In Abrams v. United States, 250 U.S. 616, 40 S.Ct. 17, 63 L. Ed. 1173 (1919), the U.S. Supreme Court applied the CLEAR AND PRESENT DANGER test in upholding the conviction of five anti-war protestors, who had been charged with SEDITION for distributing pamphlets criticizing President WOODROW WILSON during WORLD WAR I. However, the case is remembered more for the lone dissenting opinion written by Justice OLIVER WENDELL HOLMES JR., architect of the original clear-and-present-danger test just eight months earlier. Holmes's dissent argued that
FREEDOM OF SPEECH cases analyzed under the FIRST AMENDMENT to the U.S Constitution must be subjected to a heightened level of judicial scrutiny before legislation abridging free expression could be upheld, a level of scrutiny that was eventually adopted by a majority of the Court for the balance of the twentieth century.
The case began on August 23, 1918, when Jacob Abrams, a Russian immigrant and a professed anarchist, was arrested in New York City with four others. Abrams and his comrades admitted to writing, printing, and distributing two sets of leaflets, one in English and one in Yiddish, assailing President Woodrow Wilson as a "coward" and a "hypocrite" for sending troops to fight the Soviet Union during World War I. The Yiddish leaflet called for a general strike among all workers to protest against Wilson's policy.
Abrams and the other defendants were charged with violating the Sedition Act. This act made it a crime to "willfully utter, print, write, or publish any disloyal, profane, scurrilous, or abusive" language about the form of government in the United States or language that was intended to bring that form of government "into contempt, scorn, contumely, and disrepute," or language that was "intended to incite, provoke, and encourage resistance to the" U.S. war effort. The act also made it illegal to "willfully urge, incite, or advocate [the] curtailment" of manufacturing and production efforts "necessary and essential to the prosecution of the war."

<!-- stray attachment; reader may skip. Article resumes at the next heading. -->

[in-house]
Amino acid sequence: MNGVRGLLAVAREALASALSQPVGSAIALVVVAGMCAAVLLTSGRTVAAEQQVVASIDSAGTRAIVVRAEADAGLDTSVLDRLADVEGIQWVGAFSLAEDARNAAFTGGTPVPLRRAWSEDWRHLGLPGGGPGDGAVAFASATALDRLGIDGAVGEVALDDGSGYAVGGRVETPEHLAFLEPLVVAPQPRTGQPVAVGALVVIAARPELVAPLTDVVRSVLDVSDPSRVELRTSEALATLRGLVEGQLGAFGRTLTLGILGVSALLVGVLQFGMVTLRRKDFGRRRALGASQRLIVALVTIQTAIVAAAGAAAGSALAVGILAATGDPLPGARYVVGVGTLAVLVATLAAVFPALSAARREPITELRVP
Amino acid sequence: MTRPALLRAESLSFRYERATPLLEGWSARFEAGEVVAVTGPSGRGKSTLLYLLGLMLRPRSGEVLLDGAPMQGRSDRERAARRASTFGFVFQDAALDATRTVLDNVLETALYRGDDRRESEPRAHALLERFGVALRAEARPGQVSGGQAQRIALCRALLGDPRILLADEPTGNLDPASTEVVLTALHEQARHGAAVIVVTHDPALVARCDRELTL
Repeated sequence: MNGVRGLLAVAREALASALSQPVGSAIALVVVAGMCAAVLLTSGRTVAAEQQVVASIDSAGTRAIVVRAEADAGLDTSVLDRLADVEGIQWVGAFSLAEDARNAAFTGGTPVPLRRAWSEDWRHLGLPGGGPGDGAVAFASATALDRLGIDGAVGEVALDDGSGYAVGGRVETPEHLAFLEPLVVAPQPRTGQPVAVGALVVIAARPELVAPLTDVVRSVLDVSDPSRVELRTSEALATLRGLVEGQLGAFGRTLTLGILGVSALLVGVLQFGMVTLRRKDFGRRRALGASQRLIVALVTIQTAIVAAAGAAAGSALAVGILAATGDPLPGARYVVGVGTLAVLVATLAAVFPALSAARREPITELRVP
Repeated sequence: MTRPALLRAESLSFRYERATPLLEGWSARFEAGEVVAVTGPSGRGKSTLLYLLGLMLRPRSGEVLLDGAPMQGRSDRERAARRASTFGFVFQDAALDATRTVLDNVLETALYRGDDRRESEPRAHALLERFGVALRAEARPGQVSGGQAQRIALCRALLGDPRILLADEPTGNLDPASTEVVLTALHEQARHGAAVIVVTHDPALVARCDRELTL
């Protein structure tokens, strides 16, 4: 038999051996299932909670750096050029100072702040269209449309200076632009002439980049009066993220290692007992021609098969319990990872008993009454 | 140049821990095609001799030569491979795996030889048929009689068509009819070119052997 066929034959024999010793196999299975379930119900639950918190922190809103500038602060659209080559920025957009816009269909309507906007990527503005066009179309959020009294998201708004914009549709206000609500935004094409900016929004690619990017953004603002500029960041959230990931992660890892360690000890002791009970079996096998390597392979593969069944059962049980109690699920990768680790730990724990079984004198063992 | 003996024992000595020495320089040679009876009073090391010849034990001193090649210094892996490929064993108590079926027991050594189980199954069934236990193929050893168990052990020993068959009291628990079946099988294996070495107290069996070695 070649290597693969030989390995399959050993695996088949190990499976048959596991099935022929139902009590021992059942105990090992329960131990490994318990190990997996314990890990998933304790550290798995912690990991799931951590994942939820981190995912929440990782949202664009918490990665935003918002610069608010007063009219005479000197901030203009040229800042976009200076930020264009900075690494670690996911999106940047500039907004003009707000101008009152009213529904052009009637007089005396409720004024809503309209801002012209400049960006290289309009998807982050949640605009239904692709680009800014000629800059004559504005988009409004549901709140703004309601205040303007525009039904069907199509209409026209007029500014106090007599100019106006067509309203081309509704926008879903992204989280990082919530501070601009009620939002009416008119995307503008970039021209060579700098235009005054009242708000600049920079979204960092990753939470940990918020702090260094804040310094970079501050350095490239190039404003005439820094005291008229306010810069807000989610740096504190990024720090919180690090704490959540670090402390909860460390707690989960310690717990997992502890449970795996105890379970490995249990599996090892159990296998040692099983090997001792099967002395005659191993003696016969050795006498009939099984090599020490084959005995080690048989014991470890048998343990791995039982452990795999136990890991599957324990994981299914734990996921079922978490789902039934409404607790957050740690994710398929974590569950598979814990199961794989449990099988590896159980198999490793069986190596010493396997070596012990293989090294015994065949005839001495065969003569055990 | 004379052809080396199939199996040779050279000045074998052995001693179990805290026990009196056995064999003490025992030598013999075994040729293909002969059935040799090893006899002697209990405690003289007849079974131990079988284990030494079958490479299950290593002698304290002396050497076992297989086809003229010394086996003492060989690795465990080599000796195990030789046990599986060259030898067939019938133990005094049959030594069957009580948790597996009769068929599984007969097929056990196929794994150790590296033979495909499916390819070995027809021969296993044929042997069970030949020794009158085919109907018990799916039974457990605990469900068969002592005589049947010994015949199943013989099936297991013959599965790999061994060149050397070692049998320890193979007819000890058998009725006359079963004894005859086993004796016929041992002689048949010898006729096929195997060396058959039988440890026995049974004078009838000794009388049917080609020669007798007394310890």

While the five defendants in Abrams were released on bail during March 1919, the Supreme Court issued two decisions upholding the convictions of several other antiwar protestors. In the first case, the Court affirmed the convictions under the 1917 Espionage Act. SCHENCK V. UNITED STATES, 249 U.S. 47, 39 S.Ct. 247, 63 L. Ed. 470 (1919). In the other case, the Court affirmed the convictions under the 1918 Sedition Act. Debs v. United States, 249 U.S. 211, 39 S.Ct. 252, 63 L. Ed. 566 (1919). Both decisions were unanimous, and both decisions were written by Justice Holmes.
In Schenck, Holmes articulated what has become known as the "clear-and-present danger" doctrine, a doctrine by which the constitutionality of laws regulating subversive expression are evaluated in light of the First Amendment's guarantee of free speech. "The question in...